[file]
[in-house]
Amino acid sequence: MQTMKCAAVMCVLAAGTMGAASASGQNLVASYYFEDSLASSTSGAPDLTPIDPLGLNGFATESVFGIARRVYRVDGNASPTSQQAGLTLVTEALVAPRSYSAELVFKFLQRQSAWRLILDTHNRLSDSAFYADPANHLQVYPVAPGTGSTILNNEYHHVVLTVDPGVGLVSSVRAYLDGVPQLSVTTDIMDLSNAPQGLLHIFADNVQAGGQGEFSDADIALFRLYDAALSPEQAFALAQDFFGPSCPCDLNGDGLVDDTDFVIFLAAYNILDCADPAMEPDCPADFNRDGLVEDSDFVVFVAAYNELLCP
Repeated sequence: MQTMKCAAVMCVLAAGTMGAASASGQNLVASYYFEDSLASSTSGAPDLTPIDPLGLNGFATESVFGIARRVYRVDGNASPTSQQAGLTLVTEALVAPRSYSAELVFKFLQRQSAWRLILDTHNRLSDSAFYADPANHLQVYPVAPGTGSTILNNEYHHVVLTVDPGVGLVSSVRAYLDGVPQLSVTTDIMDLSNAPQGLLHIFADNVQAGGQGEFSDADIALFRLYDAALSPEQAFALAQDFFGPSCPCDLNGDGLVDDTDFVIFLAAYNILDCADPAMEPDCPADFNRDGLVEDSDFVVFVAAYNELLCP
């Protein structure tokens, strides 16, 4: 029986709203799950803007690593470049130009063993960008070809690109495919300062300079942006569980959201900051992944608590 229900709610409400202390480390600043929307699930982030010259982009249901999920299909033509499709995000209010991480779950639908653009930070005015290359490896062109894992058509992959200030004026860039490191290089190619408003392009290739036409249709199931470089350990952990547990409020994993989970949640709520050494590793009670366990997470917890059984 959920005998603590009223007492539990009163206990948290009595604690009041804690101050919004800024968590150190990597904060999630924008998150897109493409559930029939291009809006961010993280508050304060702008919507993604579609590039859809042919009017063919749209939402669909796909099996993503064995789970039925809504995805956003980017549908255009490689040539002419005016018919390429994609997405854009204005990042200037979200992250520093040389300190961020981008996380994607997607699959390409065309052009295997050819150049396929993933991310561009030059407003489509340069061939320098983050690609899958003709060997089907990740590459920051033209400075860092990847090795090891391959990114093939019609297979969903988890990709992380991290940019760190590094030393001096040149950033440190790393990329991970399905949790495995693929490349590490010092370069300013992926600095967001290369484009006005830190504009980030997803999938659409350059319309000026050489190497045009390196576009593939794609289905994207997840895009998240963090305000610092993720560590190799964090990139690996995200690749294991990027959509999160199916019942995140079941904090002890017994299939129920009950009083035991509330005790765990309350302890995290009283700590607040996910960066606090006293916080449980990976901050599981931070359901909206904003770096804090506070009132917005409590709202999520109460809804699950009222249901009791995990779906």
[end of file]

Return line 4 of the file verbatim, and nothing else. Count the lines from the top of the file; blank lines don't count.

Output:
């Protein structure tokens, strides 16, 4: 029986709203799950803007690593470049130009063993960008070809690109495919300062300079942006569980959201900051992944608590 229900709610409400202390480390600043929307699930982030010259982009249901999920299909033509499709995000209010991480779950639908653009930070005015290359490896062109894992058509992959200030004026860039490191290089190619408003392009290739036409249709199931470089350990952990547990409020994993989970949640709520050494590793009670366990997470917890059984 959920005998603590009223007492539990009163206990948290009595604690009041804690101050919004800024968590150190990597904060999630924008998150897109493409559930029939291009809006961010993280508050304060702008919507993604579609590039859809042919009017063919749209939402669909796909099996993503064995789970039925809504995805956003980017549908255009490689040539002419005016018919390429994609997405854009204005990042200037979200992250520093040389300190961020981008996380994607997607699959390409065309052009295997050819150049396929993933991310561009030059407003489509340069061939320098983050690609899958003709060997089907990740590459920051033209400075860092990847090795090891391959990114093939019609297979969903988890990709992380991290940019760190590094030393001096040149950033440190790393990329991970399905949790495995693929490349590490010092370069300013992926600095967001290369484009006005830190504009980030997803999938659409350059319309000026050489190497045009390196576009593939794609289905994207997840895009998240963090305000610092993720560590190799964090990139690996995200690749294991990027959509999160199916019942995140079941904090002890017994299939129920009950009083035991509330005790765990309350302890995290009283700590607040996910960066606090006293916080449980990976901050599981931070359901909206904003770096804090506070009132917005409590709202999520109460809804699950009222249901009791995990779906």